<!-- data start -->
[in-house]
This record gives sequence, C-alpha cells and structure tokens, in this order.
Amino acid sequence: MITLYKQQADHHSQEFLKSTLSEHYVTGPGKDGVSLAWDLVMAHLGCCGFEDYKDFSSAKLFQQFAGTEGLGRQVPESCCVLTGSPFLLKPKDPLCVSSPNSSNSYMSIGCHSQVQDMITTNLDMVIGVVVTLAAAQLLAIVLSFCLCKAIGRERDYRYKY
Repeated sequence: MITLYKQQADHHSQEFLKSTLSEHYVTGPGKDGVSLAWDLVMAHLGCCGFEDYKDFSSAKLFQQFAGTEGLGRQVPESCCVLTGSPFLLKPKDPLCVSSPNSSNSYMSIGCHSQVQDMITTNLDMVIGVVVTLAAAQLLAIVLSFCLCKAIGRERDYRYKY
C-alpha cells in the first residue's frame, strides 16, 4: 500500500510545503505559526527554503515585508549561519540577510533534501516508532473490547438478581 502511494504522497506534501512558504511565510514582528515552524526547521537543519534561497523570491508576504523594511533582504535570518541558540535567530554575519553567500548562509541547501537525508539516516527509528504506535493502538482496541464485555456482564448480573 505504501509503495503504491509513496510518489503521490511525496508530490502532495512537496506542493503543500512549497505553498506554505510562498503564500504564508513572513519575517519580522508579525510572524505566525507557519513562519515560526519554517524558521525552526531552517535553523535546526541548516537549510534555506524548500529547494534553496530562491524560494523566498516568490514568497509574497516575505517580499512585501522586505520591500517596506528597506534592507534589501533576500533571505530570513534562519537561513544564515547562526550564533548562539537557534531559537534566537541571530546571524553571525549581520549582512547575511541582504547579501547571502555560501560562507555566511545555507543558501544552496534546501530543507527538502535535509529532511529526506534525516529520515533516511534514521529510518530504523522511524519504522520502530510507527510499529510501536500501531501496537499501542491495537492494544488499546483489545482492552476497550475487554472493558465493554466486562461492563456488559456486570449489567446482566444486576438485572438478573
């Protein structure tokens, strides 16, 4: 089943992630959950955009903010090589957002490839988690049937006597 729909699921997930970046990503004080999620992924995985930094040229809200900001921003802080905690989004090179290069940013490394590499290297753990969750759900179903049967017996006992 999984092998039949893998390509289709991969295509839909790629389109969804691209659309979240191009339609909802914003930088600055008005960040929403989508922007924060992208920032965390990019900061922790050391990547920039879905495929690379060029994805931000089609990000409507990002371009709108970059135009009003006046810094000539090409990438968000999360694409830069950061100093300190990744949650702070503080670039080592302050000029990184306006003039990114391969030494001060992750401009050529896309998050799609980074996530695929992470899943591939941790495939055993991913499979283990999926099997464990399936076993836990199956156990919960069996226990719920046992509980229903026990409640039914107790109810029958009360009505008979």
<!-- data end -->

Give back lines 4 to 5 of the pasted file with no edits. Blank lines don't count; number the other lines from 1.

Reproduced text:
Repeated sequence: MITLYKQQADHHSQEFLKSTLSEHYVTGPGKDGVSLAWDLVMAHLGCCGFEDYKDFSSAKLFQQFAGTEGLGRQVPESCCVLTGSPFLLKPKDPLCVSSPNSSNSYMSIGCHSQVQDMITTNLDMVIGVVVTLAAAQLLAIVLSFCLCKAIGRERDYRYKY
C-alpha cells in the first residue's frame, strides 16, 4: 500500500510545503505559526527554503515585508549561519540577510533534501516508532473490547438478581 502511494504522497506534501512558504511565510514582528515552524526547521537543519534561497523570491508576504523594511533582504535570518541558540535567530554575519553567500548562509541547501537525508539516516527509528504506535493502538482496541464485555456482564448480573 505504501509503495503504491509513496510518489503521490511525496508530490502532495512537496506542493503543500512549497505553498506554505510562498503564500504564508513572513519575517519580522508579525510572524505566525507557519513562519515560526519554517524558521525552526531552517535553523535546526541548516537549510534555506524548500529547494534553496530562491524560494523566498516568490514568497509574497516575505517580499512585501522586505520591500517596506528597506534592507534589501533576500533571505530570513534562519537561513544564515547562526550564533548562539537557534531559537534566537541571530546571524553571525549581520549582512547575511541582504547579501547571502555560501560562507555566511545555507543558501544552496534546501530543507527538502535535509529532511529526506534525516529520515533516511534514521529510518530504523522511524519504522520502530510507527510499529510501536500501531501496537499501542491495537492494544488499546483489545482492552476497550475487554472493558465493554466486562461492563456488559456486570449489567446482566444486576438485572438478573